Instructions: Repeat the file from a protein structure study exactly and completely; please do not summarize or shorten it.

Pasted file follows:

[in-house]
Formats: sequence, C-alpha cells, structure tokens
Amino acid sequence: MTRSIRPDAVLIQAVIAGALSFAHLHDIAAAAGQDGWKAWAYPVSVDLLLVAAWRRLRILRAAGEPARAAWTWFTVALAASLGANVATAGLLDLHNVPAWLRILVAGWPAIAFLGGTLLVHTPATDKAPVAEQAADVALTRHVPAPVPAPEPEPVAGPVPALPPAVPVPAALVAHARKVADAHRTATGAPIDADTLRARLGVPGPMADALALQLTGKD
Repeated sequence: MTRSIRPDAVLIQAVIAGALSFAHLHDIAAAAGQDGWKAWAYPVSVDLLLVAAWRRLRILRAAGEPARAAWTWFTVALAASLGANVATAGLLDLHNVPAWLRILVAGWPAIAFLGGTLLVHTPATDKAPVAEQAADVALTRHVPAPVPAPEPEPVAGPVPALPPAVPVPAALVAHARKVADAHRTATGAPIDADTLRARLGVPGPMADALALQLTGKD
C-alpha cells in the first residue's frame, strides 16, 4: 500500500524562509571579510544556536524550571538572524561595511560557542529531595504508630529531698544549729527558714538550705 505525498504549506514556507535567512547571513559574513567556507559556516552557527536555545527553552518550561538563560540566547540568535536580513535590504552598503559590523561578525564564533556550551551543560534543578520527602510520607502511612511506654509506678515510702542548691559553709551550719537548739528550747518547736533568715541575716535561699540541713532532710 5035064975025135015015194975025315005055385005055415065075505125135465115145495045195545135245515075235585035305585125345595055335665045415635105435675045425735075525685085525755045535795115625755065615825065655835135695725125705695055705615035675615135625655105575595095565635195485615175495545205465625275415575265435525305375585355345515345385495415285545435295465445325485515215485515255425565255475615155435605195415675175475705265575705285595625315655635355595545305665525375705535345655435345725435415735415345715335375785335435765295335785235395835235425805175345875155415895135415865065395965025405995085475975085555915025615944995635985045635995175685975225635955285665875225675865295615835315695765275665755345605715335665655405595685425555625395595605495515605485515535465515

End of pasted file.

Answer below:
[in-house]
Formats: sequence, C-alpha cells, structure tokens
Amino acid sequence: MTRSIRPDAVLIQAVIAGALSFAHLHDIAAAAGQDGWKAWAYPVSVDLLLVAAWRRLRILRAAGEPARAAWTWFTVALAASLGANVATAGLLDLHNVPAWLRILVAGWPAIAFLGGTLLVHTPATDKAPVAEQAADVALTRHVPAPVPAPEPEPVAGPVPALPPAVPVPAALVAHARKVADAHRTATGAPIDADTLRARLGVPGPMADALALQLTGKD
Repeated sequence: MTRSIRPDAVLIQAVIAGALSFAHLHDIAAAAGQDGWKAWAYPVSVDLLLVAAWRRLRILRAAGEPARAAWTWFTVALAASLGANVATAGLLDLHNVPAWLRILVAGWPAIAFLGGTLLVHTPATDKAPVAEQAADVALTRHVPAPVPAPEPEPVAGPVPALPPAVPVPAALVAHARKVADAHRTATGAPIDADTLRARLGVPGPMADALALQLTGKD
C-alpha cells in the first residue's frame, strides 16, 4: 500500500524562509571579510544556536524550571538572524561595511560557542529531595504508630529531698544549729527558714538550705 505525498504549506514556507535567512547571513559574513567556507559556516552557527536555545527553552518550561538563560540566547540568535536580513535590504552598503559590523561578525564564533556550551551543560534543578520527602510520607502511612511506654509506678515510702542548691559553709551550719537548739528550747518547736533568715541575716535561699540541713532532710 5035064975025135015015194975025315005055385005055415065075505125135465115145495045195545135245515075235585035305585125345595055335665045415635105435675045425735075525685085525755045535795115625755065615825065655835135695725125705695055705615035675615135625655105575595095565635195485615175495545205465625275415575265435525305375585355345515345385495415285545435295465445325485515215485515255425565255475615155435605195415675175475705265575705285595625315655635355595545305665525375705535345655435345725435415735415345715335375785335435765295335785235395835235425805175345875155415895135415865065395965025405995085475975085555915025615944995635985045635995175685975225635955285665875225675865295615835315695765275665755345605715335665655405595685425555625395595605495515605485515535465515